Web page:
Besides providing the most dynamic context, “Sophia” and “Conflict” displayed the strongest performances of the evening from their actors. With Sophia Partridge the only woman at the center of any of the six plays, Noelle Barnard Azarelo’s commanding portrayal did justice to her impressive history. Her collaboration with Bobby Callaway’s Henry Mordecai conveyed an effective partnership that was well illustrated by narrator David Whiting, played by George Russing. Leslie Castro and Bobby Callaway, both triple cast in Oakwood at 150, performed an equally attention-grabbing repartee in the provoking “A Matter of Conflict.” Castro was bold with her character’s confrontation of the age-old Civil War debate, and Callaway was unapologetic in his candor as the late William Edward Anderson.

Similarly, the present met the past in Ken Walsh’s “I Wasn’t Any Hero” when Billy Crocker is reunited at his death with his long-deceased brother, Bobby. Kurt Benrud embodied the wisdom of Billy’s many years and well foiled his “older” brother Bobby, trapped forever in the 19-year-old form that died in World War II. George Russing captured Bobby’s teenage devil-may-care attitude as the brothers worked to reconcile one life lived in a war hero’s shadow with one life hardly lived at all.

Russing appeared in his third role of the evening supporting Thom Haynes and Bobby Callaway in “Jonathan Worth: An Unlikely Candidate.” Haynes, alongside Lucia Foster, opened the evening with their portrayal of Asa and Betsy Forrest in Salinda Tyson’s “Forrest.” However, his most notable performance came with the story arc of the conflicted pacifist Jonathan Worth. From the outbreak of the Civil War to its aftermath, Worth rose in rank from NC Treasurer to Governor with the support of longtime friend Edward, played by Bobby Callaway; his wife Martitia, played by Noelle Barnard’s Azarelo; and the incumbent Governor Vance, played by Gary Pezzullo.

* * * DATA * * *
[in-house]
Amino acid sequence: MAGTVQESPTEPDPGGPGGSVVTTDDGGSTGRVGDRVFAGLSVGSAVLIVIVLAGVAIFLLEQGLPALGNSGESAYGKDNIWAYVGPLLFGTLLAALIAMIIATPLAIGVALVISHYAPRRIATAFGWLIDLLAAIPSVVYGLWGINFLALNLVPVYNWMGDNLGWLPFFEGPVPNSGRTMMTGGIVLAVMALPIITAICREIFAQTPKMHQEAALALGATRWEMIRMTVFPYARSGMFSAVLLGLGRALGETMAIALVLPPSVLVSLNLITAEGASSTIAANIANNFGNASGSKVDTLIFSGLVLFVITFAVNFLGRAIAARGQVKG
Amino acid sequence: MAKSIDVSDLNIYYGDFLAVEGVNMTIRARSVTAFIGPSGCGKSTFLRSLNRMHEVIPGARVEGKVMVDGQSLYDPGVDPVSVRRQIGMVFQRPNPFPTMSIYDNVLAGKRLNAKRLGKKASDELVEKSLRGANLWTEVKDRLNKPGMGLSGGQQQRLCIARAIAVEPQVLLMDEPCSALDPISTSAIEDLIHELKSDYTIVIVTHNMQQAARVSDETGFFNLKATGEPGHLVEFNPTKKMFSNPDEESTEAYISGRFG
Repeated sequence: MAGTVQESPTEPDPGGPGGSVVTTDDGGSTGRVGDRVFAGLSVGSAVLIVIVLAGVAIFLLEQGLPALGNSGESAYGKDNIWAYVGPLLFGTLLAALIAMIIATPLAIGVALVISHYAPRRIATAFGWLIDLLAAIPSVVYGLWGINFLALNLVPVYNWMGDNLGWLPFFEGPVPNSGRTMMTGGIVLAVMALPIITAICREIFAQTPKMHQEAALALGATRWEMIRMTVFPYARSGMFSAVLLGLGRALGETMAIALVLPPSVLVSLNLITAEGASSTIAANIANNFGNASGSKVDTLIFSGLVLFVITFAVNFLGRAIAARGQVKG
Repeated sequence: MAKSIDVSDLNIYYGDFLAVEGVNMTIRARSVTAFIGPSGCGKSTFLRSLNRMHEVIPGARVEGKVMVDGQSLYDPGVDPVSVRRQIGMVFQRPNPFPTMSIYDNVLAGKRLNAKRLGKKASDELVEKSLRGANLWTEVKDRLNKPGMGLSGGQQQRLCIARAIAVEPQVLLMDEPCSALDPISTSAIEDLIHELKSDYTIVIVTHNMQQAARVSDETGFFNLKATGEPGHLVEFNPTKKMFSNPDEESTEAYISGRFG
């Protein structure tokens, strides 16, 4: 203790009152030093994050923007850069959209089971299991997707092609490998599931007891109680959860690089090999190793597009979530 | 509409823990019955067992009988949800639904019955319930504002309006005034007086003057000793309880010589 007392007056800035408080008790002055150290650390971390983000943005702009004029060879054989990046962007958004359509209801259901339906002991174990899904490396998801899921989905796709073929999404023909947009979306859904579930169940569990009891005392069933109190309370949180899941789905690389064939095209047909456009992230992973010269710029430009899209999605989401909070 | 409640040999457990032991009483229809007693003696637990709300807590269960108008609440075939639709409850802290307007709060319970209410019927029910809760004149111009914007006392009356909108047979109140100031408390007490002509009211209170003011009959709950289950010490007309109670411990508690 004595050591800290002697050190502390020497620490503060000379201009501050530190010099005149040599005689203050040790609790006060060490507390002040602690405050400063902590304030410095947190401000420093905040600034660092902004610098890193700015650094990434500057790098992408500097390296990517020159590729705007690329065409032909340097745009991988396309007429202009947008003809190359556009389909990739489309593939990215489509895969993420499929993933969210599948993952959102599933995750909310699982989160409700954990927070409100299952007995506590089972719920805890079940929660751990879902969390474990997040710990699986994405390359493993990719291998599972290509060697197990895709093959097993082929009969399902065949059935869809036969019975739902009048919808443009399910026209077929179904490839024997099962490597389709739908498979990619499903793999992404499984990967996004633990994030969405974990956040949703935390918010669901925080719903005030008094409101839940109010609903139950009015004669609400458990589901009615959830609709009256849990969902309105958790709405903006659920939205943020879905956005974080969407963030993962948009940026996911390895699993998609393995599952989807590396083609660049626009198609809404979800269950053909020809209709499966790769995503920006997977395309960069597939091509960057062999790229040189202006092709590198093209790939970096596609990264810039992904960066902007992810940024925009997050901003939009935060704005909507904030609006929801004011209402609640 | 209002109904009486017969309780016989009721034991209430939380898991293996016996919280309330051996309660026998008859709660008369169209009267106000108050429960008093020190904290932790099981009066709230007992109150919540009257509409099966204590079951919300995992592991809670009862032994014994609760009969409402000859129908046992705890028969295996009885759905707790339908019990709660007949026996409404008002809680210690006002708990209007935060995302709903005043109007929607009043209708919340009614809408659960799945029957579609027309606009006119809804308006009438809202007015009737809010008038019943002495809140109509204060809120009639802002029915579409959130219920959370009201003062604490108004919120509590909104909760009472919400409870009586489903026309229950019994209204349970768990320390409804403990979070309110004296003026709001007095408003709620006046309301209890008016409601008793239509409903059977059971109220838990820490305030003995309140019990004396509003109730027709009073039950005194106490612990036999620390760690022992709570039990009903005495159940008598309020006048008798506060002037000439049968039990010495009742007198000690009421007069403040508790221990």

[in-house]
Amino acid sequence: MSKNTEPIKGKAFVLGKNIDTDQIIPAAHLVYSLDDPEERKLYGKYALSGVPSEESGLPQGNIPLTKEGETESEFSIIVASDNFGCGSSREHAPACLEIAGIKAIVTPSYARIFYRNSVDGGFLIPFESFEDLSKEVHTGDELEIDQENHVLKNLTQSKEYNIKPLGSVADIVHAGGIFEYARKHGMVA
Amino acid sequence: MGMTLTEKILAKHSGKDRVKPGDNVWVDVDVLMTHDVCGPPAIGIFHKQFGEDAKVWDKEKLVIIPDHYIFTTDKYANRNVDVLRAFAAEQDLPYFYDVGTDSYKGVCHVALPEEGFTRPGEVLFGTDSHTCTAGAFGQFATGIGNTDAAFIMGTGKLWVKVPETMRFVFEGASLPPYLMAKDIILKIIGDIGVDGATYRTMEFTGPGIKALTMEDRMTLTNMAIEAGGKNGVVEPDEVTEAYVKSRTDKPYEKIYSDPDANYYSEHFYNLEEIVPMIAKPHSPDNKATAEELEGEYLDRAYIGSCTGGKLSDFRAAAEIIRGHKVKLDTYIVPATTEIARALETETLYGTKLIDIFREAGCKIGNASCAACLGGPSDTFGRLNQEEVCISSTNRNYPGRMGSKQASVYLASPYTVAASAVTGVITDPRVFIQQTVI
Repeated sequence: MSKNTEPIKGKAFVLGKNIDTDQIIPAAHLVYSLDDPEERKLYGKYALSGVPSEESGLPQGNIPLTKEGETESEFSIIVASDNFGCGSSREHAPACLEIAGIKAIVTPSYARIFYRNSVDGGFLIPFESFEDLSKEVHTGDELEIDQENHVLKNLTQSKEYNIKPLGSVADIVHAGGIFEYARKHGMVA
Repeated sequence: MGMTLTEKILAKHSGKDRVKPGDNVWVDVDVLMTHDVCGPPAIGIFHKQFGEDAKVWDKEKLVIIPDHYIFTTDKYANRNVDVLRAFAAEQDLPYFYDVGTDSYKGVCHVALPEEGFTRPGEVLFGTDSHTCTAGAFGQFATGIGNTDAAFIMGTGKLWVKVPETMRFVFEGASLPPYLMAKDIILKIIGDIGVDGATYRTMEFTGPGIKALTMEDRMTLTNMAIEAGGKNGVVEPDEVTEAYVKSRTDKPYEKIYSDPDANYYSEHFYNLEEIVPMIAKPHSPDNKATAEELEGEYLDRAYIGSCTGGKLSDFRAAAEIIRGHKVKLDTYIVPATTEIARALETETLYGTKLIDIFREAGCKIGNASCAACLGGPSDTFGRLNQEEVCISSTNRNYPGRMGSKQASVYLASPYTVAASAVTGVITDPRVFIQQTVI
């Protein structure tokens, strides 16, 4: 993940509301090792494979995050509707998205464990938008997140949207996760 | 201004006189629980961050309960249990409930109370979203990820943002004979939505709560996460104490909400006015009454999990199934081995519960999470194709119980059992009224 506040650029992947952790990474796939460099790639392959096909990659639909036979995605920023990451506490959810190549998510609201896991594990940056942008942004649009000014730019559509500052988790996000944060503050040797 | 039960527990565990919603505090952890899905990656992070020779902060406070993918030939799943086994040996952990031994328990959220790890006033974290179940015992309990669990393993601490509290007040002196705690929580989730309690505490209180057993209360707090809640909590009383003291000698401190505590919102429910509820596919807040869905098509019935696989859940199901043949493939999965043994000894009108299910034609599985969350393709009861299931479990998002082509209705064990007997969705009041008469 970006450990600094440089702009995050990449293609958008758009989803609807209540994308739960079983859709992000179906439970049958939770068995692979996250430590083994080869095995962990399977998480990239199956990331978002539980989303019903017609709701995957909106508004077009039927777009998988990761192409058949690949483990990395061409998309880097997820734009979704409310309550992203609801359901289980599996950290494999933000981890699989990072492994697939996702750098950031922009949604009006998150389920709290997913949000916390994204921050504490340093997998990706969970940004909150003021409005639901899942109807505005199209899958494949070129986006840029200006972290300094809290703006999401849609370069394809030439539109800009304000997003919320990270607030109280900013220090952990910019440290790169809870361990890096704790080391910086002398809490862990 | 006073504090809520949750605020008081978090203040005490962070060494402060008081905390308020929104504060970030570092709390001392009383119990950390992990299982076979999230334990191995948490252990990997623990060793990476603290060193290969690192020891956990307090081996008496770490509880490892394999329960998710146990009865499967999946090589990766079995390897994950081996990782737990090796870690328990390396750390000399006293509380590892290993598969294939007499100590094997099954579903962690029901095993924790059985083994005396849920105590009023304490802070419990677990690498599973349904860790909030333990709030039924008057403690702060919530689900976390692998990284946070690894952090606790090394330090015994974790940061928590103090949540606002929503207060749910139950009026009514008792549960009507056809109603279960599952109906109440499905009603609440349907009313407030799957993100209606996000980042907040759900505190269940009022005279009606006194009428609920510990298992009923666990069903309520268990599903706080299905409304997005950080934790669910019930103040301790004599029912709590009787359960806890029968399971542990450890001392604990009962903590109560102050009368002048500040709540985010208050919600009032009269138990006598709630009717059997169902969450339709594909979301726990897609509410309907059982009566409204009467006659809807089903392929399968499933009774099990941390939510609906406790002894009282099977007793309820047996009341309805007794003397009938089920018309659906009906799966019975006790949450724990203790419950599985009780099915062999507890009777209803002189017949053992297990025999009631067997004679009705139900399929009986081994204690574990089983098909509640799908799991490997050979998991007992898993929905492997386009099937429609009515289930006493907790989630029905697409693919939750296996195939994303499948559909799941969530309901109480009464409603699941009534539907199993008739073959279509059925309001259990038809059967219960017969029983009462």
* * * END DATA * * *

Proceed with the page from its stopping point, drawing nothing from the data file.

Pezzullo’s performance continued his trend of steady supporting characters from his first performance of the night, Henry Seawell in “The Great Humbug (Who Has Not Heard of Shocco Jones?). “Pezullo, along with Noelle Barnard Azarelo as Elizabeth Seawell Jones, provided the springboard for Leslie Castro’s feisty portrayal of young Shocco Jones, who defied his upbringing to aspire only to “hoaxes.” Although Seawell was the intended honoree of the Oakwood Series for his work to retain Raleigh as North Carolina’s seat of government, playwright Lydia Sbityakov did more to highlight the story of Seawell’s nephew Shocco Jones – of whom we have now heard.

Despite the achievements of the many, it is impossible to ignore the violent history of enslavement and systemic racism that laid the foundation for such a monument as the Historic Oakwood Cemetery. Indeed, the very land it stands on was long worked by the hands of slaves, and Burning Coal did well to not to ignore that. Still, though modest, the one-weekend production of Oakwood at 150 encompasses a more significant undertaking: a local North Carolina theatre company commissions local playwrights to tell the stories of local historic figures on the very ground where many found their final resting place. The marriage of art and history is sure to endure for many years to come.

Oakwood at 150 continues through Sunday, May 19. For more details on this production, please view the sidebar.